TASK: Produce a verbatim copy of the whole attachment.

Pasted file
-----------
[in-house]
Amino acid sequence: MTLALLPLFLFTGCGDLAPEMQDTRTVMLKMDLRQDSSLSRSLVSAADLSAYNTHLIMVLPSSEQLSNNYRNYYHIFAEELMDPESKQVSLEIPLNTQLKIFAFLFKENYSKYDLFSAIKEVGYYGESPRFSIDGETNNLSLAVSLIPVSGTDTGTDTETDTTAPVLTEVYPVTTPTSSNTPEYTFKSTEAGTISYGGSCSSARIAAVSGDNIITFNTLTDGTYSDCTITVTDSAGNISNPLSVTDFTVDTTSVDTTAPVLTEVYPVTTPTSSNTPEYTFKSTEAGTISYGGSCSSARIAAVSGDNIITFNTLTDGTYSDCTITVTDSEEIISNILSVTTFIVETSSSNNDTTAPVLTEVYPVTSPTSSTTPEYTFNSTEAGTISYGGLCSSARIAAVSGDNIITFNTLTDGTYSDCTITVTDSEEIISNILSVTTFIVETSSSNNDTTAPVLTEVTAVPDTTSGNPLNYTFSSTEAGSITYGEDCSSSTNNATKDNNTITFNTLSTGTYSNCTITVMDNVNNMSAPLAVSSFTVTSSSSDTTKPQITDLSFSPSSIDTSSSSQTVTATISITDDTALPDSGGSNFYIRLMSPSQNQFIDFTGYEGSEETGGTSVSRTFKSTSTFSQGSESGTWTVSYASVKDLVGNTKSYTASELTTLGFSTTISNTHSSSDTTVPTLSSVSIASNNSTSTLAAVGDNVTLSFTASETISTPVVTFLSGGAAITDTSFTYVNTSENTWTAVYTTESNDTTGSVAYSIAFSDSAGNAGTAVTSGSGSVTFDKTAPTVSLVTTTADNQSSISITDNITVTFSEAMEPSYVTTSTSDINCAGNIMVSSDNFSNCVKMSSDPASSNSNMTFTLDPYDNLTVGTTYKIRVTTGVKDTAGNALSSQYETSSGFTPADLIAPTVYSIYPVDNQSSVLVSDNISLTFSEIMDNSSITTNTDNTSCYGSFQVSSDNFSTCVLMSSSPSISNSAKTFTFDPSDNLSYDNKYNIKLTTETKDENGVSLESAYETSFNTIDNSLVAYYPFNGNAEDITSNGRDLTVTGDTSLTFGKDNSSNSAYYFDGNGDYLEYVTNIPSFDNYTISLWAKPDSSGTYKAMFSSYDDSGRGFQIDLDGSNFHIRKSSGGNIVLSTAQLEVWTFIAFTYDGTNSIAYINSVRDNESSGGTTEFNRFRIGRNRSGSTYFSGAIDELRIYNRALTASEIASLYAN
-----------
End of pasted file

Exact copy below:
[in-house]
Amino acid sequence: MTLALLPLFLFTGCGDLAPEMQDTRTVMLKMDLRQDSSLSRSLVSAADLSAYNTHLIMVLPSSEQLSNNYRNYYHIFAEELMDPESKQVSLEIPLNTQLKIFAFLFKENYSKYDLFSAIKEVGYYGESPRFSIDGETNNLSLAVSLIPVSGTDTGTDTETDTTAPVLTEVYPVTTPTSSNTPEYTFKSTEAGTISYGGSCSSARIAAVSGDNIITFNTLTDGTYSDCTITVTDSAGNISNPLSVTDFTVDTTSVDTTAPVLTEVYPVTTPTSSNTPEYTFKSTEAGTISYGGSCSSARIAAVSGDNIITFNTLTDGTYSDCTITVTDSEEIISNILSVTTFIVETSSSNNDTTAPVLTEVYPVTSPTSSTTPEYTFNSTEAGTISYGGLCSSARIAAVSGDNIITFNTLTDGTYSDCTITVTDSEEIISNILSVTTFIVETSSSNNDTTAPVLTEVTAVPDTTSGNPLNYTFSSTEAGSITYGEDCSSSTNNATKDNNTITFNTLSTGTYSNCTITVMDNVNNMSAPLAVSSFTVTSSSSDTTKPQITDLSFSPSSIDTSSSSQTVTATISITDDTALPDSGGSNFYIRLMSPSQNQFIDFTGYEGSEETGGTSVSRTFKSTSTFSQGSESGTWTVSYASVKDLVGNTKSYTASELTTLGFSTTISNTHSSSDTTVPTLSSVSIASNNSTSTLAAVGDNVTLSFTASETISTPVVTFLSGGAAITDTSFTYVNTSENTWTAVYTTESNDTTGSVAYSIAFSDSAGNAGTAVTSGSGSVTFDKTAPTVSLVTTTADNQSSISITDNITVTFSEAMEPSYVTTSTSDINCAGNIMVSSDNFSNCVKMSSDPASSNSNMTFTLDPYDNLTVGTTYKIRVTTGVKDTAGNALSSQYETSSGFTPADLIAPTVYSIYPVDNQSSVLVSDNISLTFSEIMDNSSITTNTDNTSCYGSFQVSSDNFSTCVLMSSSPSISNSAKTFTFDPSDNLSYDNKYNIKLTTETKDENGVSLESAYETSFNTIDNSLVAYYPFNGNAEDITSNGRDLTVTGDTSLTFGKDNSSNSAYYFDGNGDYLEYVTNIPSFDNYTISLWAKPDSSGTYKAMFSSYDDSGRGFQIDLDGSNFHIRKSSGGNIVLSTAQLEVWTFIAFTYDGTNSIAYINSVRDNESSGGTTEFNRFRIGRNRSGSTYFSGAIDELRIYNRALTASEIASLYAN